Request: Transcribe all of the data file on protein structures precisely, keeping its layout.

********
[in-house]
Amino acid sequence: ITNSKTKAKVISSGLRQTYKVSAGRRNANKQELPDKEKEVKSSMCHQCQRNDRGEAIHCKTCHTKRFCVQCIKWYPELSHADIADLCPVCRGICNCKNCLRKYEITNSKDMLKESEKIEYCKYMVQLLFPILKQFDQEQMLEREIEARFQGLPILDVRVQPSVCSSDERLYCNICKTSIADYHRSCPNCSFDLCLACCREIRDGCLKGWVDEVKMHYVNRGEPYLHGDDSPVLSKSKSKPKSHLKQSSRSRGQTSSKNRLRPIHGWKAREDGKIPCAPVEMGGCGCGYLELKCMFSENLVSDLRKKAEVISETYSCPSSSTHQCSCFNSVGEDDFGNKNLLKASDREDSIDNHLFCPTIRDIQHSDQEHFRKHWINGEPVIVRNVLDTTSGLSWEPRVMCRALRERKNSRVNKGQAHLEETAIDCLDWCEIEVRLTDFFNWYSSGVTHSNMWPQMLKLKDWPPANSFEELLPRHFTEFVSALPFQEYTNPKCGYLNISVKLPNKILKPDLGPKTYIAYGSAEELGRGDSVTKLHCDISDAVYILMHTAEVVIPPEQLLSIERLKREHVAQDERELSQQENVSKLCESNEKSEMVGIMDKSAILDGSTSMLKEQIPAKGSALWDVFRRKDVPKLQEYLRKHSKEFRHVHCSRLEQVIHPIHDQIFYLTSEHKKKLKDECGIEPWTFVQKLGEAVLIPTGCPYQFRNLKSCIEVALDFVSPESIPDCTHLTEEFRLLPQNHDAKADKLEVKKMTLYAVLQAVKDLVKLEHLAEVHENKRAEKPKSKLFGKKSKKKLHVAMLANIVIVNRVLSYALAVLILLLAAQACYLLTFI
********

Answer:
[in-house]
Amino acid sequence: ITNSKTKAKVISSGLRQTYKVSAGRRNANKQELPDKEKEVKSSMCHQCQRNDRGEAIHCKTCHTKRFCVQCIKWYPELSHADIADLCPVCRGICNCKNCLRKYEITNSKDMLKESEKIEYCKYMVQLLFPILKQFDQEQMLEREIEARFQGLPILDVRVQPSVCSSDERLYCNICKTSIADYHRSCPNCSFDLCLACCREIRDGCLKGWVDEVKMHYVNRGEPYLHGDDSPVLSKSKSKPKSHLKQSSRSRGQTSSKNRLRPIHGWKAREDGKIPCAPVEMGGCGCGYLELKCMFSENLVSDLRKKAEVISETYSCPSSSTHQCSCFNSVGEDDFGNKNLLKASDREDSIDNHLFCPTIRDIQHSDQEHFRKHWINGEPVIVRNVLDTTSGLSWEPRVMCRALRERKNSRVNKGQAHLEETAIDCLDWCEIEVRLTDFFNWYSSGVTHSNMWPQMLKLKDWPPANSFEELLPRHFTEFVSALPFQEYTNPKCGYLNISVKLPNKILKPDLGPKTYIAYGSAEELGRGDSVTKLHCDISDAVYILMHTAEVVIPPEQLLSIERLKREHVAQDERELSQQENVSKLCESNEKSEMVGIMDKSAILDGSTSMLKEQIPAKGSALWDVFRRKDVPKLQEYLRKHSKEFRHVHCSRLEQVIHPIHDQIFYLTSEHKKKLKDECGIEPWTFVQKLGEAVLIPTGCPYQFRNLKSCIEVALDFVSPESIPDCTHLTEEFRLLPQNHDAKADKLEVKKMTLYAVLQAVKDLVKLEHLAEVHENKRAEKPKSKLFGKKSKKKLHVAMLANIVIVNRVLSYALAVLILLLAAQACYLLTFI